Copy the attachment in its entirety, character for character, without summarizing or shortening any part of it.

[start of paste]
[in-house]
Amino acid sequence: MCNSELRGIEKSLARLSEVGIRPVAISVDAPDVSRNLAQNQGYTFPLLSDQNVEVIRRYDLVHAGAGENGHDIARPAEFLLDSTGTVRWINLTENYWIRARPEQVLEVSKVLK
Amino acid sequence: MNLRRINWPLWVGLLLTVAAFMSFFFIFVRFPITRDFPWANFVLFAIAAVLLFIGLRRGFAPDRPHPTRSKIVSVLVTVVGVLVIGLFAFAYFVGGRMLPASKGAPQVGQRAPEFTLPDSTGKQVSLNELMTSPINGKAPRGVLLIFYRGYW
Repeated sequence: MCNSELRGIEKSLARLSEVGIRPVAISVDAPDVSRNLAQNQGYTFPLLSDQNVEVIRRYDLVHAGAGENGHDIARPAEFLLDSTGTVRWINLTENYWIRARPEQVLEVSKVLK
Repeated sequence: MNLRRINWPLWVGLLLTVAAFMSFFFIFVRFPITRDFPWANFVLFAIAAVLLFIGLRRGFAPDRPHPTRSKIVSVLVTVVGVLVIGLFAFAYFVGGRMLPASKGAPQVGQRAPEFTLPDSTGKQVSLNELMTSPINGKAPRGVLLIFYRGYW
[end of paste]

[in-house]
Amino acid sequence: MCNSELRGIEKSLARLSEVGIRPVAISVDAPDVSRNLAQNQGYTFPLLSDQNVEVIRRYDLVHAGAGENGHDIARPAEFLLDSTGTVRWINLTENYWIRARPEQVLEVSKVLK
Amino acid sequence: MNLRRINWPLWVGLLLTVAAFMSFFFIFVRFPITRDFPWANFVLFAIAAVLLFIGLRRGFAPDRPHPTRSKIVSVLVTVVGVLVIGLFAFAYFVGGRMLPASKGAPQVGQRAPEFTLPDSTGKQVSLNELMTSPINGKAPRGVLLIFYRGYW
Repeated sequence: MCNSELRGIEKSLARLSEVGIRPVAISVDAPDVSRNLAQNQGYTFPLLSDQNVEVIRRYDLVHAGAGENGHDIARPAEFLLDSTGTVRWINLTENYWIRARPEQVLEVSKVLK
Repeated sequence: MNLRRINWPLWVGLLLTVAAFMSFFFIFVRFPITRDFPWANFVLFAIAAVLLFIGLRRGFAPDRPHPTRSKIVSVLVTVVGVLVIGLFAFAYFVGGRMLPASKGAPQVGQRAPEFTLPDSTGKQVSLNELMTSPINGKAPRGVLLIFYRGYW